Listen closely and you can almost hear the sound of gently falling snow; or perhaps the humming of computers has begun to toy with our minds. Either way, the much anticipated winter season is just around the corner and with it comes the mind-boggling question of where to go snowshoeing.
This month’s destination-du-jour is slightly east of the Rockies, a touch west of the Appalachians and nearly a stone’s throw from being missed altogether. It’s nestled beside the remnants of an ancient mountain range and dances alongside the largest freshwater lake in the world. Therein lies the Superior Hiking Trail (SHT) of Northern Minnesota’s North Shore. Its name not only gives inclination as to the adventure it has to offer but also having more than 200 miles of marked trails and an unlimited amount of land begging to be explored.
In writing this article I heeded the advice of a gentleman by the name of Pete Smerud. For upwards of 20 years, Pete has lived in Minnesota’s North Shore area and employed himself in an assortment of adventure-minded jobs. Currently he serves as the director of operations for Wolf Creek Environmental Learning Center (http://www.wolf-ridge.org), ski instructor at the Lutsen Mountain ski area and, for purposes of this article, local expert to snowshoeing adventure in the North Shore.
The residents of Minnesota take tremendous pride in the beauty of their state and in doing so have made it possible to retain a wealth of public land and numerous state parks, all of which are accented by gorgeous rivers and the stunning Lake Superior.
For those looking for a variety of novice or easier hiking trails, it’s suggested to go by way of the state parks. The array of well marked trails are most often accessible by road side parking lots (that don’t require day passes) and can be a great way for the whole family to enjoy the spectacular North Shore wilderness. If a little more guidance and pair of snowshoes is what you’re looking for, then head over to Sawtooth Outfitters (across from the Bluefin Bay Resort in Tofte) and they’ll be sure to equip you with all your snowshoeing needs.
While the marked trails and state parks are enjoyable for many, snowshoeing up and down the North Shore River is what comes highly recommended. Keep in mind that the area allows for a certain amount of exploration, so knowing your ability is of great importance.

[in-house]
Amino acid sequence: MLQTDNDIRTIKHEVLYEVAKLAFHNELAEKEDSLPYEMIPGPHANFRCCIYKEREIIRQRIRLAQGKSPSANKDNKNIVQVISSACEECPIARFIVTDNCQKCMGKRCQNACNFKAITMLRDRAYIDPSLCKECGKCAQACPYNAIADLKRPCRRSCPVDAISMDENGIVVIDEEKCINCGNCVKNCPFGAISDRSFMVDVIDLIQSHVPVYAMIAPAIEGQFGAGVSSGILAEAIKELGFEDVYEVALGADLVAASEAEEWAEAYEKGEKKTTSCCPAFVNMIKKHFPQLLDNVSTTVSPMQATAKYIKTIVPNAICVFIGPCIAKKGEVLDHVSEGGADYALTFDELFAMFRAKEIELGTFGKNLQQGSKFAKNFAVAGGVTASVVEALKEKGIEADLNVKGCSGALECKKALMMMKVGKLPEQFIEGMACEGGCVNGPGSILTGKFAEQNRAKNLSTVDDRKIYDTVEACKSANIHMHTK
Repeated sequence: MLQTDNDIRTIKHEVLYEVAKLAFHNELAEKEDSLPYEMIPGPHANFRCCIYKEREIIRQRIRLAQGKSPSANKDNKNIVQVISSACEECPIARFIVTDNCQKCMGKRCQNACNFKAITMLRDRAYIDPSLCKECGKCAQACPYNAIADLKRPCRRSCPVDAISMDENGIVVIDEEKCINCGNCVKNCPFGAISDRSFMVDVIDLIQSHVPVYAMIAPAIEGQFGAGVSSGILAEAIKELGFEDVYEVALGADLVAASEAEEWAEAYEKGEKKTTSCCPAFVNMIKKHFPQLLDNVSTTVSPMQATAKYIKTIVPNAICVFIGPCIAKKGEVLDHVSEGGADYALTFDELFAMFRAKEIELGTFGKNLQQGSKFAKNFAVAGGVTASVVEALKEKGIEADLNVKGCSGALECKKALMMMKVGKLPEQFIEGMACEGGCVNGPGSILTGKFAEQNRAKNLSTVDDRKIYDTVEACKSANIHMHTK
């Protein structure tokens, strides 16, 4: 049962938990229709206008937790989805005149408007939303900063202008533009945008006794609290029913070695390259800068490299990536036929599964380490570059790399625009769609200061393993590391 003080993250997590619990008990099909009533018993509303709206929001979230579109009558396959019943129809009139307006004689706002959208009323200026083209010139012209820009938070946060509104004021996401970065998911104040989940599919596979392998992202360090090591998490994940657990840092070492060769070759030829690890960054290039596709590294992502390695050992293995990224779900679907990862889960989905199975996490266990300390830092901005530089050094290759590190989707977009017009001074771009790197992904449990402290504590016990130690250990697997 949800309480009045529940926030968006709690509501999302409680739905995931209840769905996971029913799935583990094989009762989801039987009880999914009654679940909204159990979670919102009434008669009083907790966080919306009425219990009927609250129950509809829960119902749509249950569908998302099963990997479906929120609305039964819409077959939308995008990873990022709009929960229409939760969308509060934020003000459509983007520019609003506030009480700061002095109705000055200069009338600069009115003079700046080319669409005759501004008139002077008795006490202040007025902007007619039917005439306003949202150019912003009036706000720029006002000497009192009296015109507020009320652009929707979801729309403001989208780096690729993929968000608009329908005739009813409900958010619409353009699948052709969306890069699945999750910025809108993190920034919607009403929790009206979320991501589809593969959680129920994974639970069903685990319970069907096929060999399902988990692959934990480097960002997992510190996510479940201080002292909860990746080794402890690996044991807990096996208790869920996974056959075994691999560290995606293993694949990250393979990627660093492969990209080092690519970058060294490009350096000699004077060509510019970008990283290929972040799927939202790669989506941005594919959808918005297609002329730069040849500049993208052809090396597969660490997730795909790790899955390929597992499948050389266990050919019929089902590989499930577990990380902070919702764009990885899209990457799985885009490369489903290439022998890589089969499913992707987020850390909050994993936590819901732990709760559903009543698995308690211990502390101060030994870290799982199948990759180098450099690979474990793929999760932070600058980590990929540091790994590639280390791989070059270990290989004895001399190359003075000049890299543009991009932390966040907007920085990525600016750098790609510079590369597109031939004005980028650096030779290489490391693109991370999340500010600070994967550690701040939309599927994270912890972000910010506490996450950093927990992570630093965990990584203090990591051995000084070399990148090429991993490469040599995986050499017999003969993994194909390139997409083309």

The steep drainage of Lake Superior turns areas typically inaccessible in the warmer months, but it becomes a winter playground for snowshoers and skiers come mid-January. As the drainage freezes it forms alpine like gorges and canyons and gushing waterfalls that seem to be frozen midstream. With a pair of snowshoes strapped to your feet, these frozen waterfalls become a thrilling adventure of climbing and sliding that ultimately lead to the mouth of Lake Superior. And if you want to be like the locals, tradition suggests that you dip the tips of your snowshoes or skis into the water to “complete your run” once you’ve reached the lake.
The plethora of rivers allow for expeditions that vary from the likes of Two Island River and Beaver River, both about three-miles long, to the Split Rock River, which can take about four hours when done in its entirety. The Split Rock River boasts seven waterfalls and is local to some highly recommended lodges and restaurants.
Conveniently located by the lovely town of Beaver Bay is Cove Point Lodge (http://www.covepointlodge.com), a spectacular choice for a night’s stay that sits on 150 acres of land overlooking Lake Superior. Each room has a magnificent view of the lake, as well as right outside its door is a trail leading to the Split Rock Lighthouse. Another option for lodging is a quaint little bed and breakfast called Gowdy’s Inn. Whether it’s the Cajun Trout at the Lemon Wolf Café in Beaver Bay or the tantalizing pizza at the Coho Café in Tofte (minutes from the Onion River and near Sawtooth Outfitters) that you fancy, there are plenty of restaurants to suit even the most discriminating traveler.
If you’re traveling from out of town, the Duluth International Airport is located just over an hour from many points along the North Shore area. Or perhaps you’ve chosen to drive? Then hop on the infamous (thanks to Bob Dylan) Highway 61 and it’s a straight shot up North. Once you’re settled in town, the Superior Shuttle runs all weekend and will pick hikers up from a number of spots along the shore and shuttle them to the trailheads. See http://www.superiorhikingshuttle.com for schedules and more information.
So what are you waiting for? Come check out what the Minnesohhhhtans have known for quite some time…the Superior Hiking Trail is the SHT.
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